where R is the reliability of a single RV and Pk is the single-shot kill probability for a reliable RV attacking a given silo (a function of the RV's accuracy and yield, and the silo's characteristics). The equation treats the RVs as independent. The second term is the probability that n independent RVs fail to destroy the silo.
The first problem with the naive calculation is that the reliability of a given RV is correlated with the reliability of its sister RVs on a given ICBM: the principal failure mode was not in fact the RV, but the missile. Thus, if a missile failed, all of its RVs would fail. As a result, it was often assumed that a nuclear attack plan would “cross-target” weapons so that a given silo would be attacked by RVs coming from different missiles. In that case, for two RVs the equation would be
D = 1 - (1 - RPk)(1 - RPk).
In reality, the problem is much more complicated because the effects of the successive RVs are not independent: the first RV, if it arrives and detonates, may create shock waves and send dirt and other debris into the air through which the second RV must penetrate. On the other hand, partial damage from the first RV may reduce the strength of the silo to a second, and so on. On a larger scale,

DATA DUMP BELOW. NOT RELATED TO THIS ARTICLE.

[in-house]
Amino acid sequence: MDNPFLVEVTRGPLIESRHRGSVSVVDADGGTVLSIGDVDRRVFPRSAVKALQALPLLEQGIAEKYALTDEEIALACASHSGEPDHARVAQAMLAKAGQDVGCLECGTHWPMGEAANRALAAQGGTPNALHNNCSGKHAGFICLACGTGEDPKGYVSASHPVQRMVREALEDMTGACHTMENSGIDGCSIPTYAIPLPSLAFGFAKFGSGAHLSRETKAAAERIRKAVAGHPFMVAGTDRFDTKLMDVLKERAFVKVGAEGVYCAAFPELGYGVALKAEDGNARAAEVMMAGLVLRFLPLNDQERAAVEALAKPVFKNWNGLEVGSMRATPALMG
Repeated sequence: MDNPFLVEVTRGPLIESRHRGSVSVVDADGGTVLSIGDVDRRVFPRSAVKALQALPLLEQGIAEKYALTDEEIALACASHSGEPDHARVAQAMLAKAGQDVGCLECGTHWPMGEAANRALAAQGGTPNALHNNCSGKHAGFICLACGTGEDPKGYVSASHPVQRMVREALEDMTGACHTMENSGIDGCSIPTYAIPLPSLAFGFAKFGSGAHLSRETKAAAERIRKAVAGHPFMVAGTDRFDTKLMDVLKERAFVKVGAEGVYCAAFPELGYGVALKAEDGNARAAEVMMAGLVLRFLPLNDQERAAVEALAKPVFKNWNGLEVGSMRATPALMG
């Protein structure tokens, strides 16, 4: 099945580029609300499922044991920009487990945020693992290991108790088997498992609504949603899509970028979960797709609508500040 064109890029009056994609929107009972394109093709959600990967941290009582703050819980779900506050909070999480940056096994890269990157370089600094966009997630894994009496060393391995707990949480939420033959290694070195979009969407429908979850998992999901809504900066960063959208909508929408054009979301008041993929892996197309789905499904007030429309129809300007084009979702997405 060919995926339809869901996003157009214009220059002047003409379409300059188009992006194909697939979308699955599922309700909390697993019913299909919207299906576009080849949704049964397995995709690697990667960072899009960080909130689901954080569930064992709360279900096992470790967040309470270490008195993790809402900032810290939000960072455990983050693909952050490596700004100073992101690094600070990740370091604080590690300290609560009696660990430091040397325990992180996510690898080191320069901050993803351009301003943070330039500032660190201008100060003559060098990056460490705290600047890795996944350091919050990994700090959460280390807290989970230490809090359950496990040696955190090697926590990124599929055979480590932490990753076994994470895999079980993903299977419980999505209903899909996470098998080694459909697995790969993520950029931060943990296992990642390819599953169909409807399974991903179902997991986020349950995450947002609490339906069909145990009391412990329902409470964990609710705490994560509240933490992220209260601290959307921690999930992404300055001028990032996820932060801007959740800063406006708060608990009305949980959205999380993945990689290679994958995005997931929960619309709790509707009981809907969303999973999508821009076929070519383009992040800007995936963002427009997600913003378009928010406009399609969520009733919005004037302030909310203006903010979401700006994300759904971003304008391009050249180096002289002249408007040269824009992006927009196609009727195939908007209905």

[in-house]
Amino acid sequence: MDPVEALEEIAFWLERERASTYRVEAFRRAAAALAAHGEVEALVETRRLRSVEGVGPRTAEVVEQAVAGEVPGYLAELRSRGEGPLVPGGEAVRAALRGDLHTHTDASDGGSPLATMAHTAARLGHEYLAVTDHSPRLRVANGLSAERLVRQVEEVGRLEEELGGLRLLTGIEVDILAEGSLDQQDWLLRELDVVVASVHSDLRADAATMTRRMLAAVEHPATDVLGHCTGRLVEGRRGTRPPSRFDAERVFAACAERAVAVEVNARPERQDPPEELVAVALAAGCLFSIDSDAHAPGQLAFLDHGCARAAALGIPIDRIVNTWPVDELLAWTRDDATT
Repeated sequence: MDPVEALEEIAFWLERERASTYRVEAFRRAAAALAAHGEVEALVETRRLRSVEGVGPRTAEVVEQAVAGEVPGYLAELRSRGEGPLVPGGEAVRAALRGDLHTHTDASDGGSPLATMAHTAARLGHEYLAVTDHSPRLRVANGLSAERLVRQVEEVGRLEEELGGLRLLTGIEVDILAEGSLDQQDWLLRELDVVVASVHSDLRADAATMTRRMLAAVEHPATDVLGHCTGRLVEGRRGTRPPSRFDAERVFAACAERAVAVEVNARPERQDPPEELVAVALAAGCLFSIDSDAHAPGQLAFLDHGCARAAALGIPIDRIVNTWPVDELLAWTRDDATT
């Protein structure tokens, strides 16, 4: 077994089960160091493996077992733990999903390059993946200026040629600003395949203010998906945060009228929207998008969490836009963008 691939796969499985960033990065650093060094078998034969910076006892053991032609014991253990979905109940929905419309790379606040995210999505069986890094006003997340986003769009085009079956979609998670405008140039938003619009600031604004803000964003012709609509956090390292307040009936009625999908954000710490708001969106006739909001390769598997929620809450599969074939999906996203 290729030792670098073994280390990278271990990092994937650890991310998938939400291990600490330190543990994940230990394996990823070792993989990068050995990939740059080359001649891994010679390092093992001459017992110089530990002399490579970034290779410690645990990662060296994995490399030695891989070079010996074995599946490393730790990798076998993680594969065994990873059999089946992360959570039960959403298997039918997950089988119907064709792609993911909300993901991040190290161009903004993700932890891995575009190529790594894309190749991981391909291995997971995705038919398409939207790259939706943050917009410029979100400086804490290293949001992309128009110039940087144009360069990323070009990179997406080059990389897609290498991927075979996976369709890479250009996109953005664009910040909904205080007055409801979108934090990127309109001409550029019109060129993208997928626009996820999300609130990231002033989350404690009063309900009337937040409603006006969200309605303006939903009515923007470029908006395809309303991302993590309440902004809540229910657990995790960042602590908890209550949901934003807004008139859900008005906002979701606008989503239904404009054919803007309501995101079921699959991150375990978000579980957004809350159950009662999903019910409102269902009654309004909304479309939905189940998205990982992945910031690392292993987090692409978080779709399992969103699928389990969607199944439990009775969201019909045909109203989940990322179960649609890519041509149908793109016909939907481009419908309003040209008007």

In statistical mechanics, the term “correlations” is often used to mean what we refer to here as “probabilistic dependencies.” In some fields, however, “correlations” refer to only a subset of the many possible dependencies. Thus, we have avoided the term here.
detonations at one silo could affect the environment seen by newly arriving RVs at relatively distant silos. If such effects degraded the effectiveness of the second and subsequent RVs, then one referred to “fratricide.”
The issue was important at the time because estimates were that the probability of destruction was high (e.g., 90 percent) if the fratricide effects were small. Figure J.1 shows the difference between the independent-event calculations and a calculation accounting for fratricide. It assumes a reliability of 0.85, a single-shot kill probability of 0.65, and 1,000 silos. The expected number of surviving ICBMs more than doubles if fratricide is strong.
This calculation treats the probability of fratricide as a mere parameter, but where did the value come from? A number of scientists attempted estimates of the fratricide effect, but the most insightful work was probably that accomplished with detailed simulations that considered flight dynamics, shock waves, the nature of the dust cloud, the characteristics of the RVs themselves (ruggedness, ballistic coefficient, and so on), and the spatial configuration over time of both targets and attacking RVs. Even first-rate minds, when attempting to understand the problem analytically and physically, failed to account for what turned out to be major effects.
One lesson from this work was the value of combining both analytical work (relatively simple models of the phenomenon designed primarily to structure the issues) and detailed simulation. Another lesson was that the mathematics of the calculation mattered.